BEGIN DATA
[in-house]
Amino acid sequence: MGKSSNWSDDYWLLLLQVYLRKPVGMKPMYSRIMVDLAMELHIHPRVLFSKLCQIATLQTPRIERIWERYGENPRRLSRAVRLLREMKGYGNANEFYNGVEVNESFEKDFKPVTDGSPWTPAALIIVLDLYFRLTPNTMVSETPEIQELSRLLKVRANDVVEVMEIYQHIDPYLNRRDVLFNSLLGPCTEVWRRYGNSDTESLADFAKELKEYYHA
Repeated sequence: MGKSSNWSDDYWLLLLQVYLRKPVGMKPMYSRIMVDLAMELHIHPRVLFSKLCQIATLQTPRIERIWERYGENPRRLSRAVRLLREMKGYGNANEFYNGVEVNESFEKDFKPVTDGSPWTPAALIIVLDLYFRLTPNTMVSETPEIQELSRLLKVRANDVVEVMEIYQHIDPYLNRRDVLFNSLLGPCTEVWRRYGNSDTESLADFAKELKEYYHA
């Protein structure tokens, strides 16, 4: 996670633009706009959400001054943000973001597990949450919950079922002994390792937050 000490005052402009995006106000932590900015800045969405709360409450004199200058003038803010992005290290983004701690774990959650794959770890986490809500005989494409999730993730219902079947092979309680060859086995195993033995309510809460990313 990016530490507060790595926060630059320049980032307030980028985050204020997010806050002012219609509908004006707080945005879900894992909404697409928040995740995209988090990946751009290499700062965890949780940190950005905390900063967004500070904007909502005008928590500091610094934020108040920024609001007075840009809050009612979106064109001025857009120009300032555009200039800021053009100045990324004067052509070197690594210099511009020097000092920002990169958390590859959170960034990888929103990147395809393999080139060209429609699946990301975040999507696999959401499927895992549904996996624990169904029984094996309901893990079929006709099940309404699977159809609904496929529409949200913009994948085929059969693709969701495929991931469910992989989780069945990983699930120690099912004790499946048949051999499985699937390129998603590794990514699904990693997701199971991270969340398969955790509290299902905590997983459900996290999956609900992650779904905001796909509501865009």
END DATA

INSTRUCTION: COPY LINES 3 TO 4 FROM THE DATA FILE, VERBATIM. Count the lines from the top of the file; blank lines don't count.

Repeated sequence: MGKSSNWSDDYWLLLLQVYLRKPVGMKPMYSRIMVDLAMELHIHPRVLFSKLCQIATLQTPRIERIWERYGENPRRLSRAVRLLREMKGYGNANEFYNGVEVNESFEKDFKPVTDGSPWTPAALIIVLDLYFRLTPNTMVSETPEIQELSRLLKVRANDVVEVMEIYQHIDPYLNRRDVLFNSLLGPCTEVWRRYGNSDTESLADFAKELKEYYHA
């Protein structure tokens, strides 16, 4: 996670633009706009959400001054943000973001597990949450919950079922002994390792937050 000490005052402009995006106000932590900015800045969405709360409450004199200058003038803010992005290290983004701690774990959650794959770890986490809500005989494409999730993730219902079947092979309680060859086995195993033995309510809460990313 990016530490507060790595926060630059320049980032307030980028985050204020997010806050002012219609509908004006707080945005879900894992909404697409928040995740995209988090990946751009290499700062965890949780940190950005905390900063967004500070904007909502005008928590500091610094934020108040920024609001007075840009809050009612979106064109001025857009120009300032555009200039800021053009100045990324004067052509070197690594210099511009020097000092920002990169958390590859959170960034990888929103990147395809393999080139060209429609699946990301975040999507696999959401499927895992549904996996624990169904029984094996309901893990079929006709099940309404699977159809609904496929529409949200913009994948085929059969693709969701495929991931469910992989989780069945990983699930120690099912004790499946048949051999499985699937390129998603590794990514699904990693997701199971991270969340398969955790509290299902905590997983459900996290999956609900992650779904905001796909509501865009």